For 1965 and 1966 the „Europe’s Greatest Sixties Band” title (East of Great Britain), belongs to The Funny Fools – a young group from Hungary. Taking the totality of original material as prime determining factor, this is the truth – however unbelievable. Are you screaming the outrage of denial yet? If not, please do so now, because, after reading this story you will do just the opposite.

Their story is captivating. It will take you to places and adventures you can’t dream up; it will mesmerize you with the uniqueness of times, situations and, the proof of it all, the music. East Europe’s Beatles? Hungary’s John Lennon?! (How dare you!) Well, see for yourself…

But how come nobody has any of their records? The answer is simple: the oppression system of the time and place killed the band instead of promoting it. (It was the political system and mentality typical of East European Socialism that Paul Gábor, the book’s author, its central figure and leader of the band, dubbed as “Stupialism”).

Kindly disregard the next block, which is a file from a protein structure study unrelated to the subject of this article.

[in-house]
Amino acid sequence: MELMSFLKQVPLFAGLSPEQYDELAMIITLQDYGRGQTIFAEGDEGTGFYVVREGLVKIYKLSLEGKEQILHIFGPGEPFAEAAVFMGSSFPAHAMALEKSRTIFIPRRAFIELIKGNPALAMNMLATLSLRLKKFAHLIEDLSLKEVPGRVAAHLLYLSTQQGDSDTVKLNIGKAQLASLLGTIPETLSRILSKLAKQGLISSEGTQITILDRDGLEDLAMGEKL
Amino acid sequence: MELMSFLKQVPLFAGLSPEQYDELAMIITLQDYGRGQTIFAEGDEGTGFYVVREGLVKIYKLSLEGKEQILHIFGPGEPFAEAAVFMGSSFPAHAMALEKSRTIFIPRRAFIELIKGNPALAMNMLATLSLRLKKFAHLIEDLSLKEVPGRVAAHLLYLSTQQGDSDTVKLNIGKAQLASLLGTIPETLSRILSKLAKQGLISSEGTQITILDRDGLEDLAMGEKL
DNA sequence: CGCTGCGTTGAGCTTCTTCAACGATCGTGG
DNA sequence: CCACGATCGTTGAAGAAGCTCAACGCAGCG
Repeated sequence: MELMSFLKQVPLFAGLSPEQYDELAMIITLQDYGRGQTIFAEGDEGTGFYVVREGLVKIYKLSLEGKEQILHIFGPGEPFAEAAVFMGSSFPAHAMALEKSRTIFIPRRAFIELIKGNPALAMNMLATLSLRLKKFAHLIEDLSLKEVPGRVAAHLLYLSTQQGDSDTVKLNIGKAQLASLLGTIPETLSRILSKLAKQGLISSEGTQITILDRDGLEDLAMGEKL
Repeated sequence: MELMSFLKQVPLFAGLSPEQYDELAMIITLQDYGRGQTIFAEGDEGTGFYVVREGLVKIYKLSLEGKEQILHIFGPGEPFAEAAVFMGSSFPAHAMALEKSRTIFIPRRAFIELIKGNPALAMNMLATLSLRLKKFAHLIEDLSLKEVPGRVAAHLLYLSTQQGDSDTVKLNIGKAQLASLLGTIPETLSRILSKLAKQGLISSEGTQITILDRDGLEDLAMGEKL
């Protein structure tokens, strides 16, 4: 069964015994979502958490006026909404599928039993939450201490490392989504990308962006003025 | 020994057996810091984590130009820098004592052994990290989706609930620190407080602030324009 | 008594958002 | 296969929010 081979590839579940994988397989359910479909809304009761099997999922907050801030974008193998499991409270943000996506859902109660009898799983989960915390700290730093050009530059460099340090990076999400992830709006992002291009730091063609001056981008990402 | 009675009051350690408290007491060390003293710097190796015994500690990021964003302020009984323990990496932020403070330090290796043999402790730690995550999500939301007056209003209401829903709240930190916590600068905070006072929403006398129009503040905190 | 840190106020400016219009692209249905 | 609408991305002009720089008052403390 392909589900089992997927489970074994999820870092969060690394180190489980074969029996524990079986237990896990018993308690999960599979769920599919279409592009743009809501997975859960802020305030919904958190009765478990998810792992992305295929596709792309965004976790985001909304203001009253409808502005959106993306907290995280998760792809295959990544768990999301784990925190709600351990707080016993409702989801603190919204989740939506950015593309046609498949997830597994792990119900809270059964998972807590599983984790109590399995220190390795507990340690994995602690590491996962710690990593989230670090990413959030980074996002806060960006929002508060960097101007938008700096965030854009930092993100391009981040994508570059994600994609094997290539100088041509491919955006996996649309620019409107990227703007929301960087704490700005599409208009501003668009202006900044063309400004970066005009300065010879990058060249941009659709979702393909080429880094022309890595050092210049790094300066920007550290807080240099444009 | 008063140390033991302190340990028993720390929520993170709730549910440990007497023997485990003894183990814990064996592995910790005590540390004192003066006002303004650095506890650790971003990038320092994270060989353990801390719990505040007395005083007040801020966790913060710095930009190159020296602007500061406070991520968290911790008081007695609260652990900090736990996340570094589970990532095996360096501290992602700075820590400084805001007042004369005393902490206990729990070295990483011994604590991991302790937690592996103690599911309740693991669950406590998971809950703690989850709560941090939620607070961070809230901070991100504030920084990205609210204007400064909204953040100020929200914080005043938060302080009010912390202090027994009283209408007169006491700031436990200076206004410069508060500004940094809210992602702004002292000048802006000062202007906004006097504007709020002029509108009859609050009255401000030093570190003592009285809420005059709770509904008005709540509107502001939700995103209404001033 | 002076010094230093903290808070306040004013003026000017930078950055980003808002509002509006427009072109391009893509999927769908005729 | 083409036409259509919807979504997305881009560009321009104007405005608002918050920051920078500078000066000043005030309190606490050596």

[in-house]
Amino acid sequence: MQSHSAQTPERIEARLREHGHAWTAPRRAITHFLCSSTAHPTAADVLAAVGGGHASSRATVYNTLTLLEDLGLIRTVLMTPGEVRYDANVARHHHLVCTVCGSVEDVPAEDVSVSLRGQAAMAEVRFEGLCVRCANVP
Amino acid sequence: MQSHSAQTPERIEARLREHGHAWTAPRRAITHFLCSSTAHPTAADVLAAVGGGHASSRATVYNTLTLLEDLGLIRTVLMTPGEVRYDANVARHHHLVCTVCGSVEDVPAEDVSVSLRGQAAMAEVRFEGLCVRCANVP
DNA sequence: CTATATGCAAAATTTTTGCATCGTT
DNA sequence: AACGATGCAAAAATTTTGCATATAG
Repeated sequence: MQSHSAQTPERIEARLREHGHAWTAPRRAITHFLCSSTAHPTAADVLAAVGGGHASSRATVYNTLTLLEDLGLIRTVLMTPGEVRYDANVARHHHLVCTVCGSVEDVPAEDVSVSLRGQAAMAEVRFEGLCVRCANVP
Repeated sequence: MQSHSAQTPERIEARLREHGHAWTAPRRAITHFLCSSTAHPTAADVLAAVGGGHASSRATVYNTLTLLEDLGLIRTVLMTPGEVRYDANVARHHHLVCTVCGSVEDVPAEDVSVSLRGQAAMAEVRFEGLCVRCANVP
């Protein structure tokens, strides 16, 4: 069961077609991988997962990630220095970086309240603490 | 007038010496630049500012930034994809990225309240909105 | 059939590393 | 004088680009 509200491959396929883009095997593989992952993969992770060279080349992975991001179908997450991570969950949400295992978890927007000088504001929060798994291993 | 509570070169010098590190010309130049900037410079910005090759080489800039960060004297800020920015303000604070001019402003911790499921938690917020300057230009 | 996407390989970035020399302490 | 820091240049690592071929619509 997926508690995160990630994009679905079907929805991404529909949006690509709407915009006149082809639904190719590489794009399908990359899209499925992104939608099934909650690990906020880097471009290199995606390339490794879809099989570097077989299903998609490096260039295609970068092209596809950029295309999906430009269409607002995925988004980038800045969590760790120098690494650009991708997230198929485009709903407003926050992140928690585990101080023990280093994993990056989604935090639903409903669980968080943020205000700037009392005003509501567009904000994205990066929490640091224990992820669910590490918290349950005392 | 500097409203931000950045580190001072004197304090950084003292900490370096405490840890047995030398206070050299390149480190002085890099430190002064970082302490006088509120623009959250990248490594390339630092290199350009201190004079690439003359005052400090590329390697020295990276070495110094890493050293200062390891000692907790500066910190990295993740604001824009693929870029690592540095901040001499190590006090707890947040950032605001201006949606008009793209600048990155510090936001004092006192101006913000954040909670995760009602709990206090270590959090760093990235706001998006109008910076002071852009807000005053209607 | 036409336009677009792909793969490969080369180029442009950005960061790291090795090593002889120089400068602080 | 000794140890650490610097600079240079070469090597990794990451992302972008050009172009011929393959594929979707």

Exposure and popular success achieved by their own, supposedly obedient and communist, rock band in the decadent West would’ve become uncontrollable so they silenced their most promising young band. (Partly, because it might’ve provoked their master, the Soviet Union). So powerful was the message of the music and times of The Funny Fools. (And only the irresistible antics of the band are funny; the music is refreshingly new and different, often solemn, sometimes heavy and politically charged; and that from a group with the average age of less than 20). This whole scenario is simply unfathomable to the uninitiated – like an average British music fan well versed in the Sixties, but “only as we know it”.